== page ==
Bittersweet by Miranda Beverly-Whittemore | A Review

Cover of Bittersweet

Suspenseful and cinematic, Bittersweet exposes the gothic underbelly of an idyllic world of privilege and an outsider’s hunger to belong.

On scholarship at a prestigious East Coast college, ordinary Mabel Dagmar is surprised to befriend her roommate, the beautiful, wild, blue-blooded Genevra Winslow. Ev invites Mabel to spend the summer at Bittersweet, her cottage on the Vermont estate where her family has been holding court for more than a century; it’s the kind of place where children twirl sparklers across the lawn during cocktail hour. Mabel falls in love with midnight skinny-dipping, the wet dog smell that lingers near the yachts, and the moneyed laughter that carries across the still lake while fireworks burst overhead. Before she knows it, she has everything she’s ever wanted: friendship, a boyfriend, access to wealth, and, most of all, for the first time in her life, the sense that she belongs.

But as Mabel becomes an insider, a terrible discovery leads to shocking violence and reveals what the Winslows may have done to keep their power intact – and what they might do to anyone who threatens them. Mabel must choose: either expose the ugliness surrounding her and face expulsion from paradise, or keep the family’s dark secrets and make Ev’s world her own.

(Image and synopsis via Goodreads)

My Thoughts:

Filled with suspense, intrigue, many kinds of relationships, and the questions of mystery down through the years: Whodunit? Will he/she/they be judged and made to pay? Will the wealthy outlast the poor? And on and on.

So good was Bittersweet I gave up housecleaning chores yesterday and sat on the back porch with iced tea while reading in the swing. The sweet life brought about by Bittersweet!

The author uses her license to create names in most unusual ways with the names of places, characters and even cabins on a communal family campground owned by old monied wealth. And there’s the rub. Sometimes it’s hard to tell who loves whom, and who hates whom, and who is going to get even with whom.

Mabel Dagmar (see what I mean about names?) is not a member of the wealthy family but a summer guest of Genevra Winslow, her college roommate. It is through Mabel that we learn of the Winslow family’s much storied past and present, and yet Mabel could wish she were a part of their rich and luxurious life. But Mabel’s own past has its story too.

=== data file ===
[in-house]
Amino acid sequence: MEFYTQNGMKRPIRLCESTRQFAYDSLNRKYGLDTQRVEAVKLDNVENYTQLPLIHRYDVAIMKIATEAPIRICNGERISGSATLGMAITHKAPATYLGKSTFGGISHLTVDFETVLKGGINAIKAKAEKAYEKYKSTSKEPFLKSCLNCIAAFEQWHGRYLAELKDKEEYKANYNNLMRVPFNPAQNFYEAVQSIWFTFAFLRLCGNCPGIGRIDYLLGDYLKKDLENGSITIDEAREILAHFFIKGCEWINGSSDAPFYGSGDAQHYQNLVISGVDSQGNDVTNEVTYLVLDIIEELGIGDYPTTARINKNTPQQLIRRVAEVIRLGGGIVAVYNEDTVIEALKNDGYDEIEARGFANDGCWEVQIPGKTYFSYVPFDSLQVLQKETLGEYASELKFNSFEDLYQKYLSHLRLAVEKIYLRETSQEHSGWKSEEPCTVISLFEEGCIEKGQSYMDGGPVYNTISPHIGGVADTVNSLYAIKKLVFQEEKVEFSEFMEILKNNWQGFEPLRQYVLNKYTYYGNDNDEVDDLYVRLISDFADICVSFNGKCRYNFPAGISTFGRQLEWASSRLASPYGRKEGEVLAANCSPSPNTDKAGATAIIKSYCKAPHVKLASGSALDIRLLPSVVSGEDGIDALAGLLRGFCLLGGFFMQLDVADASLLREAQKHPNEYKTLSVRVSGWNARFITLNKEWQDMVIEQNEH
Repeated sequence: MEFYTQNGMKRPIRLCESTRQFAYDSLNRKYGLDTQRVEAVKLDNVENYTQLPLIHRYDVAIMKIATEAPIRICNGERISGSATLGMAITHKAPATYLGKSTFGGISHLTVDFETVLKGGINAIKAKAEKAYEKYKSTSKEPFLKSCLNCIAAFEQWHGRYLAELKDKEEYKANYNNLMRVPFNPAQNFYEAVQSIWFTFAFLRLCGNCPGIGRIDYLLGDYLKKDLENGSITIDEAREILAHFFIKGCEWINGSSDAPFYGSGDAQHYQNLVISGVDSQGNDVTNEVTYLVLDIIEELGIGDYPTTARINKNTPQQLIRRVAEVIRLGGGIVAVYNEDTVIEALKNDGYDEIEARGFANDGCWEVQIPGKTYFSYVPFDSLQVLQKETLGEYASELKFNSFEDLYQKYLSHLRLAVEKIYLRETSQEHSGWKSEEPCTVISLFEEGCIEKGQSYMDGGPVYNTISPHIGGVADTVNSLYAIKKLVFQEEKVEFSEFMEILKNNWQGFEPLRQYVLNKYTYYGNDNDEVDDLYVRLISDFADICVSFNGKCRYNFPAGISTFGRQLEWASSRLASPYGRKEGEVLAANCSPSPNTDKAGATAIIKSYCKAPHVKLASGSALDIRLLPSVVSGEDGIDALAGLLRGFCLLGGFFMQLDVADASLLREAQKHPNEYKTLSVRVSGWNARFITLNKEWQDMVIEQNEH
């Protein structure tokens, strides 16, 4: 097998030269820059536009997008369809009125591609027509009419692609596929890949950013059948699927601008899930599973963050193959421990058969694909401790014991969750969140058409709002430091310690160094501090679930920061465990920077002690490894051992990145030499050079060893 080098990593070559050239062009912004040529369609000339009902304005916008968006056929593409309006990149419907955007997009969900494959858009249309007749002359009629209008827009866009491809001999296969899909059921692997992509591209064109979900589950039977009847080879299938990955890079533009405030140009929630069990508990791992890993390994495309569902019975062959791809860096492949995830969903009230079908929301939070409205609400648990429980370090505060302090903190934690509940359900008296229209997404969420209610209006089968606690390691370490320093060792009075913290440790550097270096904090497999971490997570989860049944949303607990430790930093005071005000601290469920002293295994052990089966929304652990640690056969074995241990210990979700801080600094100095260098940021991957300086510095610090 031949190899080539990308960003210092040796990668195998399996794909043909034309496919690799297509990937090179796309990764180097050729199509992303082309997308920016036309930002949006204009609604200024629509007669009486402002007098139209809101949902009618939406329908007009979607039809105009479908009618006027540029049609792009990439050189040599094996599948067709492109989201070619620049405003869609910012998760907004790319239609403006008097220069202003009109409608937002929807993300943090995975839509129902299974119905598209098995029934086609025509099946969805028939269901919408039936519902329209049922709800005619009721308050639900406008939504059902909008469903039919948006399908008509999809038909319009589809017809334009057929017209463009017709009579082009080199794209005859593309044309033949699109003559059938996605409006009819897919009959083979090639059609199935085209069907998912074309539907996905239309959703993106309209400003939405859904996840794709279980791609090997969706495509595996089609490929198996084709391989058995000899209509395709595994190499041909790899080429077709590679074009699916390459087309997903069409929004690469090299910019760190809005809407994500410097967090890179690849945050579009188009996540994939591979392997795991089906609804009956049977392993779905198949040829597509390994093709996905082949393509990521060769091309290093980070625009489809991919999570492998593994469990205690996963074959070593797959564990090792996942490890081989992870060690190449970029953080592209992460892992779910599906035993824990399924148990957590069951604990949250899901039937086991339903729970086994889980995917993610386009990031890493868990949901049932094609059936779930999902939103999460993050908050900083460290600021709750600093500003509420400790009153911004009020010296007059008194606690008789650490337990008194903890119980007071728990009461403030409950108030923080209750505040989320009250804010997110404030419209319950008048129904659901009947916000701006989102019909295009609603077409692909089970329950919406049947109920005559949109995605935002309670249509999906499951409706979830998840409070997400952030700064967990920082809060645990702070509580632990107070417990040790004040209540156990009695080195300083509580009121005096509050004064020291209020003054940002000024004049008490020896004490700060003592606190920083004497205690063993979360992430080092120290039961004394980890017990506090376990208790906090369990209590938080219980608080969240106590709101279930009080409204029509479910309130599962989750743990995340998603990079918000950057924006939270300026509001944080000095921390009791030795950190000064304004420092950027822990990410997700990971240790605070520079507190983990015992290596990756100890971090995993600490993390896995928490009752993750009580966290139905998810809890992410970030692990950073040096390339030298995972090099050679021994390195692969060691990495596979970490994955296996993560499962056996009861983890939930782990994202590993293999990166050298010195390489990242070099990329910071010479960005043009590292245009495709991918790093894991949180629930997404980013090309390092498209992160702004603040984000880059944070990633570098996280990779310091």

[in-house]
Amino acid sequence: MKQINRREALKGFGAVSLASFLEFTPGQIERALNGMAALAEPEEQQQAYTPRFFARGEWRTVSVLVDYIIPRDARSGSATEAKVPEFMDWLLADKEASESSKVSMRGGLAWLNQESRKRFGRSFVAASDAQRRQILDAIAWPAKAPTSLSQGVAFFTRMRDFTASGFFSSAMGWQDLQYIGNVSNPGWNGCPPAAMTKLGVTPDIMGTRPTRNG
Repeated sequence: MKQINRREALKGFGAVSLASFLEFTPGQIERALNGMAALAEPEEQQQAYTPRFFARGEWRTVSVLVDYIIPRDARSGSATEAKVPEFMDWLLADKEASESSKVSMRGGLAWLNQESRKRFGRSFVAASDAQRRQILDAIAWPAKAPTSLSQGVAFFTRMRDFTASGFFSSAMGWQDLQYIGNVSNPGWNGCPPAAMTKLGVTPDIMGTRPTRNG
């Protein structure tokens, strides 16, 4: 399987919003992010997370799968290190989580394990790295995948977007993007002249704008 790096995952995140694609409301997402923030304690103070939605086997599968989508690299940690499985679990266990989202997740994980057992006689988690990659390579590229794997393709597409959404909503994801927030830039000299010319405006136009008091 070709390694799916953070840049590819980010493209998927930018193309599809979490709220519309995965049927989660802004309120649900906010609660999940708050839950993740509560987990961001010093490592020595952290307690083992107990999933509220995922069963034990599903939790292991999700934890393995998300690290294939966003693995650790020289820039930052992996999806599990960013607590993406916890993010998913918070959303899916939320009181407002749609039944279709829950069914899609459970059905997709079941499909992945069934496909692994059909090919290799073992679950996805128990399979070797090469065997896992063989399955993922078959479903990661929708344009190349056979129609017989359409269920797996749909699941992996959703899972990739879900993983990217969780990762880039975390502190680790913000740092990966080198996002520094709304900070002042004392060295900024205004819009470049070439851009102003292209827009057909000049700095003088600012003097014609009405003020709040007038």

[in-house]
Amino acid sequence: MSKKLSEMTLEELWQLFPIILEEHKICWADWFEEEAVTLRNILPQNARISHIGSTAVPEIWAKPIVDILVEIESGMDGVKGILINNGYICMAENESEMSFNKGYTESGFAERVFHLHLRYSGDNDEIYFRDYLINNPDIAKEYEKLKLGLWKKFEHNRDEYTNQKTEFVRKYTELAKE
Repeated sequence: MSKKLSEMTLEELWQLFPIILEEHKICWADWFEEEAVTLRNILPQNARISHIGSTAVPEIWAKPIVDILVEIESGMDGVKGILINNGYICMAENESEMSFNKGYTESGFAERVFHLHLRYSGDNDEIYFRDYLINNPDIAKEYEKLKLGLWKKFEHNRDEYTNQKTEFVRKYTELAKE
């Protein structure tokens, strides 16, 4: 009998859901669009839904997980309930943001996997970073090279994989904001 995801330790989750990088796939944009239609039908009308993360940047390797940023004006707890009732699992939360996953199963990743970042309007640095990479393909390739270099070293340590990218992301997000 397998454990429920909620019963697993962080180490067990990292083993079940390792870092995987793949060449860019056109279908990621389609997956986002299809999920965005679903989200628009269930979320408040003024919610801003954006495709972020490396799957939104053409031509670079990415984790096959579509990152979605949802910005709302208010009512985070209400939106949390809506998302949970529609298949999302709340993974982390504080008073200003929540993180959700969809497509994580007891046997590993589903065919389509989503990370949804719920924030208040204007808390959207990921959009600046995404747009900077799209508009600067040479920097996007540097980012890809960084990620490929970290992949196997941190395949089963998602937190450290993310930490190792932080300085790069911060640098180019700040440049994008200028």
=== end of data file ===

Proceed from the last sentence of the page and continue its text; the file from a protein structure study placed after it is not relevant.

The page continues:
Threads woven together in the familiar intricacy of lace and tatting bring Bittersweet to the reader with mental images of people celebrating weekends where everyone is required to wear white, much as we have seen family photos perhaps from our own families. Traditions and culture of the wealthy are fascinating and Beverly-Whittemore writes of them beautifully.

The use of language and description kept this reader happy from beginning to end. This was a beautiful summer read, one I’d recommend for the beach, vacation, and the back porch swing!

I am not sorry that Blogging for Books was willing to provide a copy of Bittersweet in exchange for a fair and honest review. The opinions expressed are my own

My Recommendation:

Readers looking for well-written fiction should seek Miranda Beverly-Whittemore and her books. This current book is not recommended for readers under 18 without a review first by their parents. There are scenes and secrets which may not be appropriate in some parents’ judgment for younger readers. However, that does not detract from the value of this well written, rich in language, and steeped in story work of fiction. Anyone who loves good fiction will love Bittersweet.

Meet Miranda Beverly-Whittemore:

Author Miranda Beverly-Whittemore

***I love to meet with book clubs, either in person in the New York area, or via phone or Skype. Please email me:***

I write novels. My third, Bittersweet (Crown Publishing, May 2014), is set at the home on Lake Champlain where I spent my summers as a little girl. But that’s where the resemblance to life ends—the place, renamed Winloch in the book—is inhabited by a family of bad people. I wrote Bittersweet for people like me, who love The Secret History and The Emperor’s Children; it’s a literary beach read.

My first two novels were published in 2005 and 2007.

Based in some part on my own experience being photographed by two fine arts photographers, Jock Sturges and Mona Kuhn, I started my first novel, The Effects of Light, to answer the question most Americans seemed to ask when I explained this photographic work to them—would I still love it if an innocent died because that work had been made? My second novel, Set Me Free, was based in part on the time I spent on the Crow reservation in highschool, the legacy of my countercultural parents, and the complications of their generation of liberal do-gooders. The book was also an homage to my theater school-aged days and based on The Tempest.

Check out more about me and my work at and Twitter: @MirandaBW. Also, check out my web project about girlhood friendship:

(Image and bio via Goodreads)

Book Details:
Publisher: Crown
Published: May 13, 2014
Kindle ed., 402 pages
(Also available in paperback)


I received a copy of Bittersweet via Blogging for Books in exchange for a fair and honest review. The opinions expressed here are solely my own.

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